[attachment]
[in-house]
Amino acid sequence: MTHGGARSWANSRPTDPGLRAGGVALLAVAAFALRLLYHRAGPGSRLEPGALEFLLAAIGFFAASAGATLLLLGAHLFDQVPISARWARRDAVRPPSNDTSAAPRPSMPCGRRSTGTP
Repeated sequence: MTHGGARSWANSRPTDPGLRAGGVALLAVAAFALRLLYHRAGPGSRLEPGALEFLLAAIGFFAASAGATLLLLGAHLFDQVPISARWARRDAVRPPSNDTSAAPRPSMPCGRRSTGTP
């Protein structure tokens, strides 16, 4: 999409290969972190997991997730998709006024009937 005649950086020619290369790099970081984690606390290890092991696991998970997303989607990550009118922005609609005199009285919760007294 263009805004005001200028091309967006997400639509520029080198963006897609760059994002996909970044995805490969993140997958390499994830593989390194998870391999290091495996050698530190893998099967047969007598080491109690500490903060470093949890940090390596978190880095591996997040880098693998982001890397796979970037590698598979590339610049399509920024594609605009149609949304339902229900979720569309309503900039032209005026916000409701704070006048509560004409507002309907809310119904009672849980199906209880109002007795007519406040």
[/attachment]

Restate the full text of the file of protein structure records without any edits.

[in-house]
Amino acid sequence: MTHGGARSWANSRPTDPGLRAGGVALLAVAAFALRLLYHRAGPGSRLEPGALEFLLAAIGFFAASAGATLLLLGAHLFDQVPISARWARRDAVRPPSNDTSAAPRPSMPCGRRSTGTP
Repeated sequence: MTHGGARSWANSRPTDPGLRAGGVALLAVAAFALRLLYHRAGPGSRLEPGALEFLLAAIGFFAASAGATLLLLGAHLFDQVPISARWARRDAVRPPSNDTSAAPRPSMPCGRRSTGTP
């Protein structure tokens, strides 16, 4: 999409290969972190997991997730998709006024009937 005649950086020619290369790099970081984690606390290890092991696991998970997303989607990550009118922005609609005199009285919760007294 263009805004005001200028091309967006997400639509520029080198963006897609760059994002996909970044995805490969993140997958390499994830593989390194998870391999290091495996050698530190893998099967047969007598080491109690500490903060470093949890940090390596978190880095591996997040880098693998982001890397796979970037590698598979590339610049399509920024594609605009149609949304339902229900979720569309309503900039032209005026916000409701704070006048509560004409507002309907809310119904009672849980199906209880109002007795007519406040």